The lead-off story, Down Among the Dead Men, has all of those elements, and more. In it, humanity is fighting a race of insectoid aliens, the Eoti, to a stalemate as the Eoti invade the solar system. The war is a losing prospect for humans: as colonists of multiple systems, the Eoti have much more materiel to throw into the battle, while Eoti personnel losses can be replaced much faster. As a result, humanity is forced to recycle as much as it can. Even dead people. A new industrial process allows for dead human flesh to be reprocessed into new soldiers. The story follows a commander on his way to pick up a crew of these soldiers, who don’t think highly of people.

The Liberation of Earth, in my opinion, is the best story in the book, which seems to be a rather common opinion from what I hear. In it, Earth alternately plays host to two alien species, the Dendi and the Troxxt, as they retake the planet from one another. Earth is first visited by the Dendi, who claim that the Troxxt are a tyrannical species bent on ruling the galaxy, and very close to doing so. After a while the Troxxt military shows up to “liberate” Earth from the Dendi, who the Troxxt say is actually the tyrant – the Troxxt and multiple other species are fighting a revolution against them. Humanity enthusiastically supports each side when they first show up, but after a number of “liberations”, mankind is left supporting whatever side is currently in control to ensure their own survival. Competing factions also exist, humans who support the Dendi, and those that support the Troxxt. Finally, the Dendi and Troxxt fight a massive battle for Earth, leaving it wildly out of orbit and nearly depleted of breathable atmosphere. With the area denied to the enemy, both sides leave humanity to fend for itself.

A common idea is that the story was written as an allegory for the Korean War. While not necessarily the case, it definitely works well as one. The “liberators” in the story are not particularly interested in humans, they’re interested in fighting one another. The thought could easily have been drawn from the Korean War: the main sides weren’t particularly interested in Korea, the war was mainly fought as a proxy battle between the Soviets and Americans. The wide-ranging war ravaged a large part of the Korean peninsula, while actions taken by both sides suggested that the war could go nuclear in a hurry, leaving the area nearly unlivable. Placing the Korean War in the context of an interstellar war highlights what must have been an absurd situation for Koreans: a war being fought on their behalf, but not for the betterment of Korea, but for the Soviets and Americans to prove the superiority of their economic systems.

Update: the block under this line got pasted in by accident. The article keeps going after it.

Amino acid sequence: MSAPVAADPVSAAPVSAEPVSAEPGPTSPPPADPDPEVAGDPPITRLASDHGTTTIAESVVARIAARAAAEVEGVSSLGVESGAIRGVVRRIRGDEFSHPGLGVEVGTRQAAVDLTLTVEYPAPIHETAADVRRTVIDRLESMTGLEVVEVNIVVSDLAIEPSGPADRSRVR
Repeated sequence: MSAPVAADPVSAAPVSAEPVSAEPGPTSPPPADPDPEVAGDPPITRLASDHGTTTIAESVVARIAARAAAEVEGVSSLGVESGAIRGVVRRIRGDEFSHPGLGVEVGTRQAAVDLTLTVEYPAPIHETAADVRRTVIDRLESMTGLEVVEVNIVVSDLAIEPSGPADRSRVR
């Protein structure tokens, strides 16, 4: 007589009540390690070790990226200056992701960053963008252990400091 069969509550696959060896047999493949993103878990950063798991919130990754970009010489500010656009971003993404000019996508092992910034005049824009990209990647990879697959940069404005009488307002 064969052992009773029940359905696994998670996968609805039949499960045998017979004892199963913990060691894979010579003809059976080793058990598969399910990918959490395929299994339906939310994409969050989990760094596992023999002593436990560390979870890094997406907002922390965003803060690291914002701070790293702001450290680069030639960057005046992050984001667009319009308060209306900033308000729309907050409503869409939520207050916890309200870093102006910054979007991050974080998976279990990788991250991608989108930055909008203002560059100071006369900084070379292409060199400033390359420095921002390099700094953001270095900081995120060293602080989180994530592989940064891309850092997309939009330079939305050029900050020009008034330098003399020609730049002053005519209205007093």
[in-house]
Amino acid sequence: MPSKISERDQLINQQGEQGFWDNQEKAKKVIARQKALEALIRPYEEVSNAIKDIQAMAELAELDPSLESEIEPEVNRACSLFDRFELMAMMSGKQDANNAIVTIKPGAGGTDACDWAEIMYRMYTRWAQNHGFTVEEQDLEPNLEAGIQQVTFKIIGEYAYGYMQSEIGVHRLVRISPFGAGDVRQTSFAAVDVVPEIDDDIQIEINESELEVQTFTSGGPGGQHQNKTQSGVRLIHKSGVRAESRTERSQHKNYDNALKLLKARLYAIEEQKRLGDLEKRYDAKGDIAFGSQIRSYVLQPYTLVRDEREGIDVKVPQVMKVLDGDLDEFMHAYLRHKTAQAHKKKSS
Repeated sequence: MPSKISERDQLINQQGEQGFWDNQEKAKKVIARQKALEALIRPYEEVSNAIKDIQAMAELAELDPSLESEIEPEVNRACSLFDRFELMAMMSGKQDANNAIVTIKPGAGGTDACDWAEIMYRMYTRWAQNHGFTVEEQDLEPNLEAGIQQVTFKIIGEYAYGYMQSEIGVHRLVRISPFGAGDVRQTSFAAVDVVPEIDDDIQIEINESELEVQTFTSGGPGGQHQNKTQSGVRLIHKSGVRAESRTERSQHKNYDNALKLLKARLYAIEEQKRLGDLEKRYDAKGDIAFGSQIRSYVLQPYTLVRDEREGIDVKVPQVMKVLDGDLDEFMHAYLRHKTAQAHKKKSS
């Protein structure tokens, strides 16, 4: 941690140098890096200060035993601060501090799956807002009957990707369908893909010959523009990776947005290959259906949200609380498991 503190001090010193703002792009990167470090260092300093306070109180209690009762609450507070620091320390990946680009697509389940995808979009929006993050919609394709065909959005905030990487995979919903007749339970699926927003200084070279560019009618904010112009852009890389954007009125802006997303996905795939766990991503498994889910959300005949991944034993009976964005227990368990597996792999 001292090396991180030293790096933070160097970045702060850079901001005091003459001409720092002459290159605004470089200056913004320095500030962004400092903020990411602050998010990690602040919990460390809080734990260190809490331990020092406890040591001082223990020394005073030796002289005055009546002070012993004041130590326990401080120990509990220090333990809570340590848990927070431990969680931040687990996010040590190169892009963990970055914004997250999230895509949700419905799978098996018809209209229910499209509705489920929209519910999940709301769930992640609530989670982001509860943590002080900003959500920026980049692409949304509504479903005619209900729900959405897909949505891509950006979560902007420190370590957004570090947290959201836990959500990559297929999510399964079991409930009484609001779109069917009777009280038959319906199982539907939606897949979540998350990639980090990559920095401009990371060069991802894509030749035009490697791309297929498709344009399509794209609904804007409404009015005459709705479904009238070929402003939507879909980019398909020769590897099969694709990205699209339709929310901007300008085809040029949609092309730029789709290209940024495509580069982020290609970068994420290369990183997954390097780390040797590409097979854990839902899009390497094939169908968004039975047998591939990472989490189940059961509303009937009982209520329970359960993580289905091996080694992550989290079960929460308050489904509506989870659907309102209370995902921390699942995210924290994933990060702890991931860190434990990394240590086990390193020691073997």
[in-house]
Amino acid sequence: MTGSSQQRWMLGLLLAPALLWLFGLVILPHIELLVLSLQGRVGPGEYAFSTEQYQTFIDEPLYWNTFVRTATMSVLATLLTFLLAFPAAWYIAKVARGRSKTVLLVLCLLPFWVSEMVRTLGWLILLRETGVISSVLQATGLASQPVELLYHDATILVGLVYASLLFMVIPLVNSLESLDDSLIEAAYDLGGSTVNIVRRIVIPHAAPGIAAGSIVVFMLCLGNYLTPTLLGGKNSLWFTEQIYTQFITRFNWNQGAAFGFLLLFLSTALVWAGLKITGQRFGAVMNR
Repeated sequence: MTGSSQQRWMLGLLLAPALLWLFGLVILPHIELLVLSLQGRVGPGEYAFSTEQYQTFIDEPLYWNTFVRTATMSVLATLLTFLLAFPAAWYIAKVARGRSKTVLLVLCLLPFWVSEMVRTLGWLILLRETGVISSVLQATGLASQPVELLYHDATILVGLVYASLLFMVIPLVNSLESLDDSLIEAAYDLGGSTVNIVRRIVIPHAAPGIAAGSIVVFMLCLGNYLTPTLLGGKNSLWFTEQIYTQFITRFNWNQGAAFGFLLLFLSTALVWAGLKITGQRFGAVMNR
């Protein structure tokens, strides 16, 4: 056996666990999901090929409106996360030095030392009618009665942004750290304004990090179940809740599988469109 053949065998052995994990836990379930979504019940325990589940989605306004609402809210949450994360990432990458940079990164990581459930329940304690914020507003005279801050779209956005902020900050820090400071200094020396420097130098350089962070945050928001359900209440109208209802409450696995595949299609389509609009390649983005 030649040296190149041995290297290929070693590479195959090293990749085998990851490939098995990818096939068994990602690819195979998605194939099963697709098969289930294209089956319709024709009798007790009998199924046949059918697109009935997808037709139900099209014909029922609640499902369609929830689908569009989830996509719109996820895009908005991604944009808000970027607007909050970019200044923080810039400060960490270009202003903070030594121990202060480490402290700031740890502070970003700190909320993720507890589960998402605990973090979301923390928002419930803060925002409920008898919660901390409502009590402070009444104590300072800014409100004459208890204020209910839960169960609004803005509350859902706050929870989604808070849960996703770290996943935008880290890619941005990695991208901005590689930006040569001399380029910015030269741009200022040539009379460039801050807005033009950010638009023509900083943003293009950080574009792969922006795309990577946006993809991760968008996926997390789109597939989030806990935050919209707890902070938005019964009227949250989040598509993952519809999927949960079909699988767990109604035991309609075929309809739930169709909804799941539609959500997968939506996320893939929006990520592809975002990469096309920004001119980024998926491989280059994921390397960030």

A quick rundown of the other stories in the book:

Me, Myself, and I – A dimwitted time-traveller for hire messes up the timeline, goes back in time to fix it, meets himself, and finds a way to compound the problem. It’s a fun little time-travel story.

Everybody Loves Irving Bommer – Guy gets a love potion, doesn’t follow dosing instructions, and ends up with a crush. Probably my least favorite story in the collection.

Flirgleflip – A professor gets sent back in time to prove another professor’s point, and fails to impress modern audiences with futuristic scientific endeavors. The story rather failed to impress me as well.

The Tenants – A business moves into the 13th floor of a building with no 13th floor. The building’s manager drives himself crazy trying to figure it out.

The Custodian – A man stays behind on Earth as the rest of humanity flees the Sun’s impending nova. After finding a baby (long story) he decides that he must escape Earth as well. Actually, this story ranks as my second favorite in the book. It’s actually not half bad.
Of All Possible Worlds is kind of uneven. It contains a couple of really good stories, and a couple more passable ones, but the some of the stories were kind of a drag to read. Some of the stories are humorous, and while not Douglas Adams-level comedy, they’re still damn witty. Overall, I think the book is of most interest as a harbinger of the change that would transform science fiction in the years to come.